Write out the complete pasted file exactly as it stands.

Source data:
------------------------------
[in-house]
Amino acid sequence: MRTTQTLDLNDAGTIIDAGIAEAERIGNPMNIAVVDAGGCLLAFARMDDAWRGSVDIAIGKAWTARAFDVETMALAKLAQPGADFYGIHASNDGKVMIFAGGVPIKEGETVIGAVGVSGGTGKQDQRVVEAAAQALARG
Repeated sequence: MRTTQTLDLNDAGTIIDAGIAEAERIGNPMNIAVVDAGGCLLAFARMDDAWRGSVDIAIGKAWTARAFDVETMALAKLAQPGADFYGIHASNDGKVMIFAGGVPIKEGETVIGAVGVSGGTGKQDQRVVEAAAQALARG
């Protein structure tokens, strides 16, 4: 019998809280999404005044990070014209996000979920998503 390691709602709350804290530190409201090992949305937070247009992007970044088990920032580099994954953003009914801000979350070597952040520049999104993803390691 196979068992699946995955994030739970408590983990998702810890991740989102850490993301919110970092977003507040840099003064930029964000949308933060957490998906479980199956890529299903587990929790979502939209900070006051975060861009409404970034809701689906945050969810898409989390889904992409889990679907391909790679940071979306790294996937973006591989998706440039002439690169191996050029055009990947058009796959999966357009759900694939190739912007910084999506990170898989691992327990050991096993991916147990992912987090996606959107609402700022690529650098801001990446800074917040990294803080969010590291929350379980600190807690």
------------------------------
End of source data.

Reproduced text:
[in-house]
Amino acid sequence: MRTTQTLDLNDAGTIIDAGIAEAERIGNPMNIAVVDAGGCLLAFARMDDAWRGSVDIAIGKAWTARAFDVETMALAKLAQPGADFYGIHASNDGKVMIFAGGVPIKEGETVIGAVGVSGGTGKQDQRVVEAAAQALARG
Repeated sequence: MRTTQTLDLNDAGTIIDAGIAEAERIGNPMNIAVVDAGGCLLAFARMDDAWRGSVDIAIGKAWTARAFDVETMALAKLAQPGADFYGIHASNDGKVMIFAGGVPIKEGETVIGAVGVSGGTGKQDQRVVEAAAQALARG
């Protein structure tokens, strides 16, 4: 019998809280999404005044990070014209996000979920998503 390691709602709350804290530190409201090992949305937070247009992007970044088990920032580099994954953003009914801000979350070597952040520049999104993803390691 196979068992699946995955994030739970408590983990998702810890991740989102850490993301919110970092977003507040840099003064930029964000949308933060957490998906479980199956890529299903587990929790979502939209900070006051975060861009409404970034809701689906945050969810898409989390889904992409889990679907391909790679940071979306790294996937973006591989998706440039002439690169191996050029055009990947058009796959999966357009759900694939190739912007910084999506990170898989691992327990050991096993991916147990992912987090996606959107609402700022690529650098801001990446800074917040990294803080969010590291929350379980600190807690």